So what's a girl so ruled by Mercury to do?

In projects past, I would have been pissed. I would not have considered it, like some might, to 'add character'. Oh, hell no. This? Well this is a perfect opportunity to flog myself like Agent Nelson Van Alden (sorry if you don't watch Boardwalk Empire. Your bad. You are really missing out). Instead of appreciating the good, I would have painfully perseverated on the crooked bit, stitched several more anxious rows, and then I would have ripped the shit apart. Simply yanked it back and then started over (possibly from scratch if I couldn't get my stitches back in a regimental row).

But this project was different. I simply couldn't rip it back. I really didn't even have any sort of desire to. At the point when I noticed the little odd twist of yarn, I was already deeply in love with this thing. The stretch of days between seeing my guy sometimes felt as endless as the straight-stitching. This growing autumnal wave of soft vintage Berroco was already long enough to warm my legs and I imagine I must have looked like Linus each time I pulled it from the bag and snuggled in to knit for the night. I loved the feel of this yarn. I also loved that this was the first project that allowed me to look at its larger beauty and appreciate its unique origin and heartfelt intentions. I was very proud of the purpose behind it, designed to wrap JP in his favorite colors and keep him warm this winter mid-week while we were apart from the other. I think it is safe to say that I was a smidge smug. I imagined my humble acceptance speech for the 'Girlfriend of the Year' award I was sure I would earn.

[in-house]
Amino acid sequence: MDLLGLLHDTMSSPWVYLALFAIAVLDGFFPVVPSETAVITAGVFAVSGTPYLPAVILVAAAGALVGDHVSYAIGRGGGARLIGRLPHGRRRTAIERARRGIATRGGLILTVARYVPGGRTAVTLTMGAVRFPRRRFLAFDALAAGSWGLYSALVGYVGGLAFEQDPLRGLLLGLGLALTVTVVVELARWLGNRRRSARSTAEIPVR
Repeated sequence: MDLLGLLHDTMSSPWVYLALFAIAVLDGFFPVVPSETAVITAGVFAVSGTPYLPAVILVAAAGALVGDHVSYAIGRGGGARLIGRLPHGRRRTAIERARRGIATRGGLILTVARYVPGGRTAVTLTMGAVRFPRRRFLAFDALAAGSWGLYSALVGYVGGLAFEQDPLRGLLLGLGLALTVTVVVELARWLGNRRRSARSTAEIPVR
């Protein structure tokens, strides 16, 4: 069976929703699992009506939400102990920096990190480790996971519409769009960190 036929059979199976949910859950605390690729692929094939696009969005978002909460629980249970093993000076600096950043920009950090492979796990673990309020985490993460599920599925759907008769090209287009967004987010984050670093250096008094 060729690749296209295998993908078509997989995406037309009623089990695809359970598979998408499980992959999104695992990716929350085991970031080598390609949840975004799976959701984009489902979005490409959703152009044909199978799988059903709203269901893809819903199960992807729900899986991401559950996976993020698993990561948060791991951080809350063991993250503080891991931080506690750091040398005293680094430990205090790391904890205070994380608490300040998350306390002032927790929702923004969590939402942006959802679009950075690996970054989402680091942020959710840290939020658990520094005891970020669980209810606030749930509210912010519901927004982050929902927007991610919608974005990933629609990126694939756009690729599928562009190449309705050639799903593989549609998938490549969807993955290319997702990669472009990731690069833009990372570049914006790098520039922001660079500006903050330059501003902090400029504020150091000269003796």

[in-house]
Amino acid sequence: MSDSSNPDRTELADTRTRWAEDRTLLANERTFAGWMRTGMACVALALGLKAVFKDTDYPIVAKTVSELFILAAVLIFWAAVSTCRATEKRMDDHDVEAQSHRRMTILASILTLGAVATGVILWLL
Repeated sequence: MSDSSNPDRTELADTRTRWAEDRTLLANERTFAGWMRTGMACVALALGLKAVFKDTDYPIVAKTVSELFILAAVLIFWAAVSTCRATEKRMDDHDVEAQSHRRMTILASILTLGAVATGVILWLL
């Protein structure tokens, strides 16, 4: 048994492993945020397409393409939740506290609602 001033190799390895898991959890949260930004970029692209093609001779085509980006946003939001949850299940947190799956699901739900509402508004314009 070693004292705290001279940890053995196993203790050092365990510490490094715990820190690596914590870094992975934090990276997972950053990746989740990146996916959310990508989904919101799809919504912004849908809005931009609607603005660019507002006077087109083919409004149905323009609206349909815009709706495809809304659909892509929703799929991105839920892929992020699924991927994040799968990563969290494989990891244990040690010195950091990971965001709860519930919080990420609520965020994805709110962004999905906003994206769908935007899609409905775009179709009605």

A few weeks ago JP and I broke things off.

Of course this is gut wrenching and personal and a rather big swim though painful waves that pound at the heart. At this age, I don't think that two people choose to spend such a pretty fabulous year together without believing that they might get a piece of the happily ever after. And no, I do not believe I was smacked with 'The Sweater Curse' or punished by breaking the 'Labor of Love Rule'. If I let that kind of foolishness come between me and embarking on knitting something made with creative, sincere love, well then (please! please! please!) hang me like David Carradine from the very project I've feverishly and thoughtfully labored.

The bottom line? We had a very near miss. Maybe that's why this feels extra difficult in the early days.

It was hard to pick up the knitting again. The first time I pulled the scarf out I was in a pathetic panic. I felt an anxious and immediate need to finish it, put it in a box and to send it off to Somerville. As soon as possible. I was completely overwhelmed; sobbing sad tears and snotting all over it. I'm hoping that bit of charming news will make the intended recipient(and everyone else on my gift-giving list) happy to know that I have recently decided to keep the scarf. I'm keeping it for myself.

This scarf has become quite a lovely, lengthy metaphor. I am happy to report it is almost complete and I can now click my needles together each night without focusing on the slight imperfections woven into the relationship that inspired it and without wanting to completely rip myself or the past apart like an old knitting project. I have begun to appreciate how the heavy, long tangle of geeky stripes warm me at night in lieu of the guy it was intended for. I'm also thinking of super-nerding it out with some tassels when it's finally complete.

So, yes. I'm keeping the scarf. And while I'm at it, I'm keeping hope that both JP and I find someone warm and cozy to share our happily ever after with. But until then, I am really looking forward to giving old man winter the finger while wrapping myself up in this slightly imperfect but rather profound gift to myself.